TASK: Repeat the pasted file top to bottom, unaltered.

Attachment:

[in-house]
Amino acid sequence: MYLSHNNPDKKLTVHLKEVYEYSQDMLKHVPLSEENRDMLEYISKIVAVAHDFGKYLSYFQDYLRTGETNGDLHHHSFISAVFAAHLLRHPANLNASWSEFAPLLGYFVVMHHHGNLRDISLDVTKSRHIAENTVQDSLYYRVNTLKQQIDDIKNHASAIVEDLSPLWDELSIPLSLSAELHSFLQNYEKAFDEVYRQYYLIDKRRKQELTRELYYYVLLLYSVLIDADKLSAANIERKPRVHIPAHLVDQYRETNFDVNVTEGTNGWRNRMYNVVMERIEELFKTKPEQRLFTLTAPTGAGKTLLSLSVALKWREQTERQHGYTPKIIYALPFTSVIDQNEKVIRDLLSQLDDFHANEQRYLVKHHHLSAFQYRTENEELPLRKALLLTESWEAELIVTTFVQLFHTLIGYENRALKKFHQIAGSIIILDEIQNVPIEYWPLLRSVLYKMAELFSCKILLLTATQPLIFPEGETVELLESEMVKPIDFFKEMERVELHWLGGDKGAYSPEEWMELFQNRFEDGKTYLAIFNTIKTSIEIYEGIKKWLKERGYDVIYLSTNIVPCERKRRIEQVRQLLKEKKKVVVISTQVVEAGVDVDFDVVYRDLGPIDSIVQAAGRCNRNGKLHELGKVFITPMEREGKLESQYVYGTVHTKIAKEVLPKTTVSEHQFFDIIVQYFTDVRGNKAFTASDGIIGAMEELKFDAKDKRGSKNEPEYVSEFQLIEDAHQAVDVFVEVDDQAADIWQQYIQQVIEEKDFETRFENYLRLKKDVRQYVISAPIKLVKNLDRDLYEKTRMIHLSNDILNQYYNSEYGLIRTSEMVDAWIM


[in-house]
Amino acid sequence: MYLSHNNPDKKLTVHLKEVYEYSQDMLKHVPLSEENRDMLEYISKIVAVAHDFGKYLSYFQDYLRTGETNGDLHHHSFISAVFAAHLLRHPANLNASWSEFAPLLGYFVVMHHHGNLRDISLDVTKSRHIAENTVQDSLYYRVNTLKQQIDDIKNHASAIVEDLSPLWDELSIPLSLSAELHSFLQNYEKAFDEVYRQYYLIDKRRKQELTRELYYYVLLLYSVLIDADKLSAANIERKPRVHIPAHLVDQYRETNFDVNVTEGTNGWRNRMYNVVMERIEELFKTKPEQRLFTLTAPTGAGKTLLSLSVALKWREQTERQHGYTPKIIYALPFTSVIDQNEKVIRDLLSQLDDFHANEQRYLVKHHHLSAFQYRTENEELPLRKALLLTESWEAELIVTTFVQLFHTLIGYENRALKKFHQIAGSIIILDEIQNVPIEYWPLLRSVLYKMAELFSCKILLLTATQPLIFPEGETVELLESEMVKPIDFFKEMERVELHWLGGDKGAYSPEEWMELFQNRFEDGKTYLAIFNTIKTSIEIYEGIKKWLKERGYDVIYLSTNIVPCERKRRIEQVRQLLKEKKKVVVISTQVVEAGVDVDFDVVYRDLGPIDSIVQAAGRCNRNGKLHELGKVFITPMEREGKLESQYVYGTVHTKIAKEVLPKTTVSEHQFFDIIVQYFTDVRGNKAFTASDGIIGAMEELKFDAKDKRGSKNEPEYVSEFQLIEDAHQAVDVFVEVDDQAADIWQQYIQQVIEEKDFETRFENYLRLKKDVRQYVISAPIKLVKNLDRDLYEKTRMIHLSNDILNQYYNSEYGLIRTSEMVDAWIM